•             Nothing is more critical to rebuilding the Middle Class than making sure our education system provides real opportunity for students in all California schools.


•             UC, CSU and Community Colleges need additional funding to make needed improvements to return California’s higher education system to pre-eminence while also modernizing to meet the changing times.


•             All students must be able to afford a college education without being strapped with debt that strangles them well into the future and hurts future economic growth. Funding the Middle Class Scholarship with General Fund revenues from Proposition 39 can slash student fees at UC and CSU by 40 percent.


•             Small businesses are playing a significant role in the economic recovery for California’s middle class families, but more must be done to stimulate small business development and expansion.


•             New ideas must be developed to spur lasting local economic development strategies. Without returning to past programs that at times led to unaccountable and wasteful spending, local governments need the tools to improve their local economies.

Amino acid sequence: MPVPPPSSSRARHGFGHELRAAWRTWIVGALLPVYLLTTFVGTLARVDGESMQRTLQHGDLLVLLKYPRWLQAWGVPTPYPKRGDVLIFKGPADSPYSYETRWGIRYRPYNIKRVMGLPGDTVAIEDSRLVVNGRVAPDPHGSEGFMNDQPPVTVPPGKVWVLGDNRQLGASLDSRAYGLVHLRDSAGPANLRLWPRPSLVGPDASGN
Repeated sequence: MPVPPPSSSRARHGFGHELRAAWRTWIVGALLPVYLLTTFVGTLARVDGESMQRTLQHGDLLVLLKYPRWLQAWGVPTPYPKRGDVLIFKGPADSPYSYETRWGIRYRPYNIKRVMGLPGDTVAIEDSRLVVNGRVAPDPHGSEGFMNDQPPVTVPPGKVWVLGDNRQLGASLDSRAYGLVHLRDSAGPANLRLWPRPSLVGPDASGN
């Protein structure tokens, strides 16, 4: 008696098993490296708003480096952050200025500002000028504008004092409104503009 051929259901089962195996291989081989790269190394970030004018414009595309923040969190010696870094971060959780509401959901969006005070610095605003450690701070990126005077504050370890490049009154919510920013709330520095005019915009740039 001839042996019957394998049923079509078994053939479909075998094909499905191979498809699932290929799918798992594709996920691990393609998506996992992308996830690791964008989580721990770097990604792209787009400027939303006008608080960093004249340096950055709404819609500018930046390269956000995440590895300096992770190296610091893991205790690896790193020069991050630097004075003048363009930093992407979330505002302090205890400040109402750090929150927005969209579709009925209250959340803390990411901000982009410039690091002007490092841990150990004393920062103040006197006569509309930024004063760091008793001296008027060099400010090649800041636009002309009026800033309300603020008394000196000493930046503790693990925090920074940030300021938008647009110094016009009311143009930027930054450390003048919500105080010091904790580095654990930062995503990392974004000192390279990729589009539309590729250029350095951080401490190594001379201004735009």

•             Strengthening recent Welfare to Work changes will ensure taxpayer dollars are spent wisely and efficiently, giving struggling families a real hand up to help rejoin the workforce and the Middle Class.


Delivering Effective, Efficient Services for Californians

•             The Secretary of State must reach the new goal, established by the Assembly, of processing business filing forms within five days, instead of the historic levels of over 60 days. This ensures small businesses won’t be waiting for months before they can hire employees or open for business.


•             The Department of Public Health often takes as long as eight weeks to process “exporting licenses” for perishable goods. These licenses must also be approved within five days, so California perishable exports can get to their destination on time and the state’s exporting businesses can prosper.